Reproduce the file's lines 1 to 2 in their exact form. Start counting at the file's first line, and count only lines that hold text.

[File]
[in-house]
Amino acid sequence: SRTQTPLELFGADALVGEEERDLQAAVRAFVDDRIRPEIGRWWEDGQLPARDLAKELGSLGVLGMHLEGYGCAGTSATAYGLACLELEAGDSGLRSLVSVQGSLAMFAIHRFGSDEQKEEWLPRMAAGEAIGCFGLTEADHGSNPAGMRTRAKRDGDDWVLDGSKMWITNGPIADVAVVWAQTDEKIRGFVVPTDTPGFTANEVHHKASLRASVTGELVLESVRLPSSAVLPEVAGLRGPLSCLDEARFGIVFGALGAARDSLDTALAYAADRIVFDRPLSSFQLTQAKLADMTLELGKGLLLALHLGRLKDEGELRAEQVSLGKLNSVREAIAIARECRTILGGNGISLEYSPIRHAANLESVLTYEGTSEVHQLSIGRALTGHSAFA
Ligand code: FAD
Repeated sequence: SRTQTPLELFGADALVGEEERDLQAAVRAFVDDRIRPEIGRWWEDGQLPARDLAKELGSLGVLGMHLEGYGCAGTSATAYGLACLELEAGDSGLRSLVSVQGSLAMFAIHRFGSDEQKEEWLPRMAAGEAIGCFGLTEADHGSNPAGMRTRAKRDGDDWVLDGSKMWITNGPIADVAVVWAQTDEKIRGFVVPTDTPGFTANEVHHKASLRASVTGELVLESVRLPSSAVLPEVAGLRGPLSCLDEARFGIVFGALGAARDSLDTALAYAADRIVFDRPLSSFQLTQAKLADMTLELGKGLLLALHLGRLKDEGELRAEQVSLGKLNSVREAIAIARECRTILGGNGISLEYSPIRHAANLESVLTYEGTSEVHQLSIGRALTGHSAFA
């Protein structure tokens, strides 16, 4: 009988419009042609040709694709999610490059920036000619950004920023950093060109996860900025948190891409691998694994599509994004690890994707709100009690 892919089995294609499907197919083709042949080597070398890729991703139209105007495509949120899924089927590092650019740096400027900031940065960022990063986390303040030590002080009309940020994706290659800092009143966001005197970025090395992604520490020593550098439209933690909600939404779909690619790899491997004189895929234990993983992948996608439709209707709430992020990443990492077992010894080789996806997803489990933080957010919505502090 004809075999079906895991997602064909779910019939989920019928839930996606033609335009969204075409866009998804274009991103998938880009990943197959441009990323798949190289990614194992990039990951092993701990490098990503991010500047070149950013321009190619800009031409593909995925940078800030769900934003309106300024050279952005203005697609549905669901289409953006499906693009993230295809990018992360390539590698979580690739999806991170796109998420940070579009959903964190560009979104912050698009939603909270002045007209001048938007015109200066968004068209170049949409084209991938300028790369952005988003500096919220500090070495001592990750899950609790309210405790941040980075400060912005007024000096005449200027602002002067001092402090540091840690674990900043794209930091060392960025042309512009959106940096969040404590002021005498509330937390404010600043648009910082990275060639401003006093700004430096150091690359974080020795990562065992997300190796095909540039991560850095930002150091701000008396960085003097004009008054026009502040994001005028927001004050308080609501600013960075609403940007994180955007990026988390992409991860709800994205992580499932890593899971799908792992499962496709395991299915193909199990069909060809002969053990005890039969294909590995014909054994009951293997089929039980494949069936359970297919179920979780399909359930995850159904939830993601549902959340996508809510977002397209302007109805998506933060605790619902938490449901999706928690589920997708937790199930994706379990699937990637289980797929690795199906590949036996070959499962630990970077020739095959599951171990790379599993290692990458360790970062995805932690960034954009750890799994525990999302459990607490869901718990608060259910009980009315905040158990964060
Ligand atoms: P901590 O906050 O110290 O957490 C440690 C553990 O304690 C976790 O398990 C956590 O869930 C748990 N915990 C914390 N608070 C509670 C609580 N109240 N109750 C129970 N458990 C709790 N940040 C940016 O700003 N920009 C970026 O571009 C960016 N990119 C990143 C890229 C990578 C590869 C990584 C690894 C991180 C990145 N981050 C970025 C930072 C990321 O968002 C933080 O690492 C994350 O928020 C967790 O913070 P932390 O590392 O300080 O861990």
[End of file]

[in-house]
Amino acid sequence: SRTQTPLELFGADALVGEEERDLQAAVRAFVDDRIRPEIGRWWEDGQLPARDLAKELGSLGVLGMHLEGYGCAGTSATAYGLACLELEAGDSGLRSLVSVQGSLAMFAIHRFGSDEQKEEWLPRMAAGEAIGCFGLTEADHGSNPAGMRTRAKRDGDDWVLDGSKMWITNGPIADVAVVWAQTDEKIRGFVVPTDTPGFTANEVHHKASLRASVTGELVLESVRLPSSAVLPEVAGLRGPLSCLDEARFGIVFGALGAARDSLDTALAYAADRIVFDRPLSSFQLTQAKLADMTLELGKGLLLALHLGRLKDEGELRAEQVSLGKLNSVREAIAIARECRTILGGNGISLEYSPIRHAANLESVLTYEGTSEVHQLSIGRALTGHSAFA